After making your way through that, its mostly smooth sailing up to the summit, as you work your way through some beautiful evergreens likely coated in snow through most of the winter. Unfortunately, there aren’t many viewpoints from here to the Indian Head Summit (which itself is just a small clearing), but there’s a certain serenity to this part of the traverse.
If you are looking for an expansive bald summit, you won’t find that on Indian Head. In reality, the actual summit doesn’t have any views – but you will find a decent little clearing just past the summit, with enough room to spread out and relax a little bit before beginning the descent.
The Descent (and Additional Viewpoints)
If you were disappointed by the lack of views from Indian Head’s summit – the viewpoints on your way down more than make up for it, but not without some of the challenging sections that live up to the Devil’s Path name. Had I not been working with limited daylight, I would have spent a nice chunk of time at each of them.
As you make your way past the view shown above, you’ll come into the first of the few challenging obstacles on your way down. Luckily, in early December, snow hadn’t accumulated enough yet to completely mask the features of the rock – so beware later in winter when the snow will inevitably be deeper.
Once you make your way down and through there – you’ll come to a section that I forgot to take a picture of – known as the Chimney Corkscrew. Its a crack of rock where you’ll need to use the tree roots to rotate around and come down, but its not too difficult. You may want to lower your backpack down ahead of yourself (I was able to get through with it on though).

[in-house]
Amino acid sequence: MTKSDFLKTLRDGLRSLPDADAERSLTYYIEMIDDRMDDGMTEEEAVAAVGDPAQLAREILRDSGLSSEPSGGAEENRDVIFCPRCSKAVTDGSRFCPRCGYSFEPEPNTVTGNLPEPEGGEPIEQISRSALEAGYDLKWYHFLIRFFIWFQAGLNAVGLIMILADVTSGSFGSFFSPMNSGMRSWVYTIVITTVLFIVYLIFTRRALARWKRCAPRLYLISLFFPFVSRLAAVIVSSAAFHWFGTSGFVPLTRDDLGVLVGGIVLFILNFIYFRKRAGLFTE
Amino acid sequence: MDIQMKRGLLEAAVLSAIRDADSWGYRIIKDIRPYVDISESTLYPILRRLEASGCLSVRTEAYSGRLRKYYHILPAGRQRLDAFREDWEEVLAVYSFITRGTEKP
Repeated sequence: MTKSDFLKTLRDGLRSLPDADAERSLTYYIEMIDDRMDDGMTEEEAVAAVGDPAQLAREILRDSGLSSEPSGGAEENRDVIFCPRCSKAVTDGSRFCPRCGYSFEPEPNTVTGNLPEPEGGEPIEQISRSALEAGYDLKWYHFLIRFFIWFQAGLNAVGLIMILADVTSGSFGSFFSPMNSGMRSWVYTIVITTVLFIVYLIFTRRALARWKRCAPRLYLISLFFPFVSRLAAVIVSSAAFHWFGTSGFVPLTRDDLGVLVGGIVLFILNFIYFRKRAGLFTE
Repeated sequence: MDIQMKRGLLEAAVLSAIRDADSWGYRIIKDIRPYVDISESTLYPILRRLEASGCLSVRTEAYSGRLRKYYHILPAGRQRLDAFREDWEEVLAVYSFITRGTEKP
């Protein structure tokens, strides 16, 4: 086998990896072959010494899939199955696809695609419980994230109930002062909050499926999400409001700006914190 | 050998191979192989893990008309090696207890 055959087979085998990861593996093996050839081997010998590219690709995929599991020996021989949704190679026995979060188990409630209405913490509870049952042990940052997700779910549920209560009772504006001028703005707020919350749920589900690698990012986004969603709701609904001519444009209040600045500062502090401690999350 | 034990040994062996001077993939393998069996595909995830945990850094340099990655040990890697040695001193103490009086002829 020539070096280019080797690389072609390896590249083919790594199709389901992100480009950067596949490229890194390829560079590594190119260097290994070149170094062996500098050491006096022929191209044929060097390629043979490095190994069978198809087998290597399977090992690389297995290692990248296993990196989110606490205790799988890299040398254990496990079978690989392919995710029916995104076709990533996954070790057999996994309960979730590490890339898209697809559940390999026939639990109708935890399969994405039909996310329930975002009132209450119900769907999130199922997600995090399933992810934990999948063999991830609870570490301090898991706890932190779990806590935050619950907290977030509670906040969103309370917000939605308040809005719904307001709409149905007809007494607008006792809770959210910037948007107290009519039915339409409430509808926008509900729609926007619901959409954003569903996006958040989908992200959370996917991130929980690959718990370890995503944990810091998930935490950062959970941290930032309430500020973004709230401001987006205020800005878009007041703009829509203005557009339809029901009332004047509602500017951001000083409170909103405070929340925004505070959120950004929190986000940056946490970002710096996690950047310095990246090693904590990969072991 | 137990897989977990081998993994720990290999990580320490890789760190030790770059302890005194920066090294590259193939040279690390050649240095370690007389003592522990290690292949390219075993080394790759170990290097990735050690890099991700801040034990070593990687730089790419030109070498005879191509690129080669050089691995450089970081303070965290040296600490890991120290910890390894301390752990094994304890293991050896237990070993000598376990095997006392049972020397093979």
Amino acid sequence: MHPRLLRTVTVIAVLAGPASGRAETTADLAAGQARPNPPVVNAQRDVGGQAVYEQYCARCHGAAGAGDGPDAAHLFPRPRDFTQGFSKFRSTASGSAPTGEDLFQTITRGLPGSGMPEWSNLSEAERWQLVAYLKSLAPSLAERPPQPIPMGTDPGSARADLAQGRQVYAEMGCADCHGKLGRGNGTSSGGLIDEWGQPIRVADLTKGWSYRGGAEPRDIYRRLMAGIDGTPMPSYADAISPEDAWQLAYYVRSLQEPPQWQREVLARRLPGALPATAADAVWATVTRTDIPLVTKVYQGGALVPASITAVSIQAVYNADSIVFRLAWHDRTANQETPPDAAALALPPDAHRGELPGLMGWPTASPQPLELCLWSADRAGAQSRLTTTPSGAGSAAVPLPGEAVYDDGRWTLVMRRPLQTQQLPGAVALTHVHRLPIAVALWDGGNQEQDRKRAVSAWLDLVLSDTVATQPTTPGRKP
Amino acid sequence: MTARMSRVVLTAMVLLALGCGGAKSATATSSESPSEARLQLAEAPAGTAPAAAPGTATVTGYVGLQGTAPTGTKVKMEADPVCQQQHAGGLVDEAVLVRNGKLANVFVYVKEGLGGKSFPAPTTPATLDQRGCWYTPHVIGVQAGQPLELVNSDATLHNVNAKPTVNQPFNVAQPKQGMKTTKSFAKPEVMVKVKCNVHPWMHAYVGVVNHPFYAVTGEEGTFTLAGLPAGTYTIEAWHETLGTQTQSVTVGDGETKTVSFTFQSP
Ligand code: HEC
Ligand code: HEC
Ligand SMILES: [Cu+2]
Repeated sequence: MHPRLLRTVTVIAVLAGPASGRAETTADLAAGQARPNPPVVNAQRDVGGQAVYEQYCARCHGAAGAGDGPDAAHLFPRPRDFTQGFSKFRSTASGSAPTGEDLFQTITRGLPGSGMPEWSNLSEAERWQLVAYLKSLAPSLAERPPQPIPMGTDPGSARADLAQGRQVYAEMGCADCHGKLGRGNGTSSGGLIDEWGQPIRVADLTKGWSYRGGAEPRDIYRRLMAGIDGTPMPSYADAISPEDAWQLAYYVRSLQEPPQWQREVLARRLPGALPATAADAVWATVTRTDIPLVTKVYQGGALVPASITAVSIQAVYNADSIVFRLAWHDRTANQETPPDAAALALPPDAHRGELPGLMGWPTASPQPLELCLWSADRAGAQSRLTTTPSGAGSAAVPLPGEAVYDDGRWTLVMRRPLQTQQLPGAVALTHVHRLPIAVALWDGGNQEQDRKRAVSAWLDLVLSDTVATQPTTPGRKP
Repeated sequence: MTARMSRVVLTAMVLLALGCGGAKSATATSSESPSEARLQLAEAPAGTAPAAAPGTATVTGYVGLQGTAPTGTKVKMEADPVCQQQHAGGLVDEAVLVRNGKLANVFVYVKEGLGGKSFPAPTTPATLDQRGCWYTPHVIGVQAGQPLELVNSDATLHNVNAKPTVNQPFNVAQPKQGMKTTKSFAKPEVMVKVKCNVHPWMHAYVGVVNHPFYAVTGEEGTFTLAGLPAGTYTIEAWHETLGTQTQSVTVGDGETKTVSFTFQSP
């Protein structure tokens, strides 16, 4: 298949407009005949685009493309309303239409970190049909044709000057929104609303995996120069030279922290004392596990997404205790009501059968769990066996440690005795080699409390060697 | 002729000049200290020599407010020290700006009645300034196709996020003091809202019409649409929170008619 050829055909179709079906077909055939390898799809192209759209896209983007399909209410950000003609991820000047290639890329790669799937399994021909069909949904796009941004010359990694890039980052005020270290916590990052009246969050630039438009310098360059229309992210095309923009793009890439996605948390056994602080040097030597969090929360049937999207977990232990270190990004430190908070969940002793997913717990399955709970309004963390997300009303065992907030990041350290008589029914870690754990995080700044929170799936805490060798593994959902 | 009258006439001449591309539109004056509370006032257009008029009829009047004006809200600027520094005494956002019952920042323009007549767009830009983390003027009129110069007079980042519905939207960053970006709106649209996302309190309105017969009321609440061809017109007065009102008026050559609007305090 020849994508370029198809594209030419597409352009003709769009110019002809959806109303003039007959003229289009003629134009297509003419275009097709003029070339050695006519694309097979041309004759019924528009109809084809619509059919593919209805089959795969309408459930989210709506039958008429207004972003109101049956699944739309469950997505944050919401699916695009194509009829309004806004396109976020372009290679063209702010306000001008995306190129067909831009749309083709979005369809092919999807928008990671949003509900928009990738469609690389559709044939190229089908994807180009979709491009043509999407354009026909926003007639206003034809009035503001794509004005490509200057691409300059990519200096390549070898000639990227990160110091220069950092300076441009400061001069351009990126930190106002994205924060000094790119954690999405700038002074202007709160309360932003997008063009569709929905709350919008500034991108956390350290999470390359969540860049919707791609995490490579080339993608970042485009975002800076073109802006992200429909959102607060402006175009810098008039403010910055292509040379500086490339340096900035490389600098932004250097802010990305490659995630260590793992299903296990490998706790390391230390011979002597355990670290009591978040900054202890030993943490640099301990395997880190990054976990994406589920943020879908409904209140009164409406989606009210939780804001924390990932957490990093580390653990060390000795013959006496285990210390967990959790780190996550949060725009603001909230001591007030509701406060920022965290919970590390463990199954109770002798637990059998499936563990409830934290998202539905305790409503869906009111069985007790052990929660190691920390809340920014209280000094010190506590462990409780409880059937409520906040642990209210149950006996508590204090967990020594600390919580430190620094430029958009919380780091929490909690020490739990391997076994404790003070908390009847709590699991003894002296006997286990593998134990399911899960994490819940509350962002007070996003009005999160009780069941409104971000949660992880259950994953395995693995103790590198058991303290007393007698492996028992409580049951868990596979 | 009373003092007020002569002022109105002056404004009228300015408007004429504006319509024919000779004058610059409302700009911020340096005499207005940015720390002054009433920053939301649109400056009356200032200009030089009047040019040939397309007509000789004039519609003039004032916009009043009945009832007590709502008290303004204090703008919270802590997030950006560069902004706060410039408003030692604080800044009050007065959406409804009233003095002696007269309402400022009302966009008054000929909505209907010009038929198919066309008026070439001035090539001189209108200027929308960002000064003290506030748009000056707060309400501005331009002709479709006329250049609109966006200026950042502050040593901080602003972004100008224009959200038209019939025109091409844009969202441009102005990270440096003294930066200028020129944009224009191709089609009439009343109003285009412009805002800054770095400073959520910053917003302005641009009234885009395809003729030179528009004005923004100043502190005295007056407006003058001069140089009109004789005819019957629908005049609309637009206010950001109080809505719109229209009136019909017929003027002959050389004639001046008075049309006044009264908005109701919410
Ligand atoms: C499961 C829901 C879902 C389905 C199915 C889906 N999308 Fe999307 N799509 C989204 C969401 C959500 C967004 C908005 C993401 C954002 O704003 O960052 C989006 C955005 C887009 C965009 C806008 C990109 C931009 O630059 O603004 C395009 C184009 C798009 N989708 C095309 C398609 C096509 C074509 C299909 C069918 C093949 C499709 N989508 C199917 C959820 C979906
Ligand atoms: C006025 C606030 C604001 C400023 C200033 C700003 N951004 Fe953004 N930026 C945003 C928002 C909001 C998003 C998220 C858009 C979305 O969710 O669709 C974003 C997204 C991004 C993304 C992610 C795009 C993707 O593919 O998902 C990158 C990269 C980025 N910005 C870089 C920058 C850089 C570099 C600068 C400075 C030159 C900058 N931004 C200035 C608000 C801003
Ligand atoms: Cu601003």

Just past that, you come to a spot known as Sherman’s Outlook – which I think resembles a bit of an Indian Head itself – and the views here easily best the ones seen from the outlook just past the summit. If you can hold your hunger/don’t have a tradition of eating lunch at the summit, this makes for your best ‘lunch with a view’ spot during the hike.
Take some time to soak in these views, because afterwards, you have to make your way down and through the toughest section of both the descent, and the overall hike. Just to the right in these pictures lies a sheer cliff that you climb down using a system of tree roots and small ledges. I’ll have some of this part included in the video review (coming soon) so you can get a better idea of what you’re working with. Arguably, this section could be easier to ascend rather than descend, so consider doing this loop in the clockwise direction if you’d rather ascend it.
Once again, after the challenge of making it through that series of ledges and roots, you’ll be treated to some more viewpoints as you work your way back towards the junction, but also a steep cliff (seriously, like a 100ft. drop off) to the right side of the trail – so keep to the left when you feel the trail start to narrow and only a thin line of trees to your right.
Another interesting view offered along the trail is that of the Bruderhof Sect’s large community area and home. I had actually never heard of the place before, and thought it was a hotel at first (took some google searching to figure out what it was). It gave me a little bit of the Shining vibes.
After that, you’ll continue through more forest areas as you make your way to the next trail junction – going to the right will take you over to Echo Lake – go left to head back to Prediger Road. At this point in the hike, it was dark – and the really spaced at trail markers were a little tough to pick up at some points. Make sure to have a strong headlamp if you plan to hike any of this trail at night. While there wasn’t much elevation change, there were a lot of rocks to step over and around. This 1.4 mile stretch will bring you to the last junction, where you’ll head to the right down a mostly flat half mile section back to your car and the trailhead.
If you’d like to tackle the Indian Head Mountain Loop, but aren’t ready to go on your own (or would like the added benefit of a photography experience), consider scheduling a guided hike or inquiring about upcoming tours!